Across the world, lawmakers are considering a host of measures meant to check the growth and influence of the gambling industry, both online and land-based. In the UK, advertisements are scrutinized at a meta-level and stakes at video betting terminals have been reduced to almost nothing. In Australia, operators’ advertisements are limited to narrow window of evening hours when susceptible children are tucked snug in their beds.

But these measures are small potatoes compared to Spain, where lawmakers are readying a near-total ban on advertising for nearly every type of gambling product and establishment. The move by the Ombudsman’s Office, which is supported by the Ministry of Finance, would ban gambling advertisements of all stripes with one notable exception. The Royal Decree (which is the equivalent of standard written law in most countries) allows the stat-run ONCE lottery and SELAE pool-betting pool the freedom to continue hawking their wares in the public space, according to SBC News. (The Ombudsman apparently sees nothing inherently hypocritical in this move, but most industry watchers can see plainly what is happening.)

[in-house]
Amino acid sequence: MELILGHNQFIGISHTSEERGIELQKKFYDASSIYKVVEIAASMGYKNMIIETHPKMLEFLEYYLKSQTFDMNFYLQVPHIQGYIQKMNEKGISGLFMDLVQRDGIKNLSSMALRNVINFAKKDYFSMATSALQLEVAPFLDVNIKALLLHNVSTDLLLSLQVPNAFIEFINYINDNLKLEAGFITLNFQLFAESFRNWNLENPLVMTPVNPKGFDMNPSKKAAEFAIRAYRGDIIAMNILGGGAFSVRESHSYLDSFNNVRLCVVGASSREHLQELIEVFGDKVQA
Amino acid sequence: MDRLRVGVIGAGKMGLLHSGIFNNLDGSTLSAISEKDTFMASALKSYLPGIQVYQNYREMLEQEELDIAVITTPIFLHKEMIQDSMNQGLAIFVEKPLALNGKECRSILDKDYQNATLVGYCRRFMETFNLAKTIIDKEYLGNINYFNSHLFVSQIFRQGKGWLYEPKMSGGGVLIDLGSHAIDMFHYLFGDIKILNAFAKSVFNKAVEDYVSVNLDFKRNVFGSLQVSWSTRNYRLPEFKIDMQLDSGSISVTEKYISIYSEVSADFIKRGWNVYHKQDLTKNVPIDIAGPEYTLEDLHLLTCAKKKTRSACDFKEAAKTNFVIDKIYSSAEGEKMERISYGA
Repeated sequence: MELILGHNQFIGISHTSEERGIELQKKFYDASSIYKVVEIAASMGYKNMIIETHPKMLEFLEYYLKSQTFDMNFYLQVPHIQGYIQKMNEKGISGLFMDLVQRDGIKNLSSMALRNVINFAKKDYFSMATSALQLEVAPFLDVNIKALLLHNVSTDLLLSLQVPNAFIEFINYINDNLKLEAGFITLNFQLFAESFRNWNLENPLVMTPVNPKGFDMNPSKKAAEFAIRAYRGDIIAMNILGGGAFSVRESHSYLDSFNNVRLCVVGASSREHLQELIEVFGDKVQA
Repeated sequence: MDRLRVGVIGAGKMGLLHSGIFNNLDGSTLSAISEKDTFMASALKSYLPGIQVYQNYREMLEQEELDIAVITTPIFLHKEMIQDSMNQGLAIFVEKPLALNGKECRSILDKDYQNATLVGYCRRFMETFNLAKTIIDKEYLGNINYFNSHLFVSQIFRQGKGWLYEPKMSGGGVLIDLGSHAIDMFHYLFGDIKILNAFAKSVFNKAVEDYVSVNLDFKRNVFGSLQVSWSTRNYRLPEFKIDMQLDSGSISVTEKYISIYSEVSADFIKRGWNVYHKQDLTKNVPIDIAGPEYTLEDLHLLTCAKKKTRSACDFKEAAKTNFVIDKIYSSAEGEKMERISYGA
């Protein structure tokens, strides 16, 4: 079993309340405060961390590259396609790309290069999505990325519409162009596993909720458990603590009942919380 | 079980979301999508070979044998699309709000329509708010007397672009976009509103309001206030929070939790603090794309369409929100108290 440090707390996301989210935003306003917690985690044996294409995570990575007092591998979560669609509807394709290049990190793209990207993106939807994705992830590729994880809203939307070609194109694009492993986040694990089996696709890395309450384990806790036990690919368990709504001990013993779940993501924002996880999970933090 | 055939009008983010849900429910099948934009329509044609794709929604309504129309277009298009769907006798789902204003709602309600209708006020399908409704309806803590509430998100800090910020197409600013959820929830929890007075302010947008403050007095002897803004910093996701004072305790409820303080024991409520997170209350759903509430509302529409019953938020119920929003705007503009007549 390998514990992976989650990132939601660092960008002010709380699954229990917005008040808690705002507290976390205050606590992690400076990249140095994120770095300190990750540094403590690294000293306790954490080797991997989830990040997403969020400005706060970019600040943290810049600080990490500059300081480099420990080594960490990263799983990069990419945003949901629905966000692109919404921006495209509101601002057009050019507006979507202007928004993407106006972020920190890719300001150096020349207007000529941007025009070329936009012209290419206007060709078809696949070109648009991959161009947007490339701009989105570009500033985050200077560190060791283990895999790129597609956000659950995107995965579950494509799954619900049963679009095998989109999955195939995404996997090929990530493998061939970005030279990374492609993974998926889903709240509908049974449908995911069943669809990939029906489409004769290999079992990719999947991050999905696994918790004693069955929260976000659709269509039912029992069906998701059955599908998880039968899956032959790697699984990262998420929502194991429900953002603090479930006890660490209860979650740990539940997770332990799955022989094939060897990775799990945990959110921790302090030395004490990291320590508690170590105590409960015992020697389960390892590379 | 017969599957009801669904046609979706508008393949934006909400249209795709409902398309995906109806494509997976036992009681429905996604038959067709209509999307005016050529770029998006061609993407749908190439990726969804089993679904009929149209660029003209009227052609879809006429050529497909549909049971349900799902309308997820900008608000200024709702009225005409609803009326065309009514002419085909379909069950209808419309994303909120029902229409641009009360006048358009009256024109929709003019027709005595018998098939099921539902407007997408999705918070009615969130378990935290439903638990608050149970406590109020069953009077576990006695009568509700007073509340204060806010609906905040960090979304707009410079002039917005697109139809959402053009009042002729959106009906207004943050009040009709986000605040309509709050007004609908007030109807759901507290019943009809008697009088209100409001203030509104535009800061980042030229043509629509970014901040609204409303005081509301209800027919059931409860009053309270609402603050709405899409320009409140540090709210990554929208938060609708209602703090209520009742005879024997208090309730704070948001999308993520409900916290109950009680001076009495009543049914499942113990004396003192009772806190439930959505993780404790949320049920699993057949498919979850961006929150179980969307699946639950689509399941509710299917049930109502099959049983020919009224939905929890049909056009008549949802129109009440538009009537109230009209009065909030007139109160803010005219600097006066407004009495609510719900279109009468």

Government officials are instituting the gambling advertising ban, in part, to appease some very vocal anti-gambling activists and not in response to an actual problem (as was the case with the UK’s stake reduction on video betting terminals). Acting Ombudsman Francisco Fernandez Marugan says the ban is needed to combat, what he calls, a “public health crisis”. In fact, only about one percent of Spaniards even gamble on a regular basis.

Fernandez has not explained why ads for state-run gambling entities do not contribute to the “public health crisis” while ads from privately run entities apparently do.


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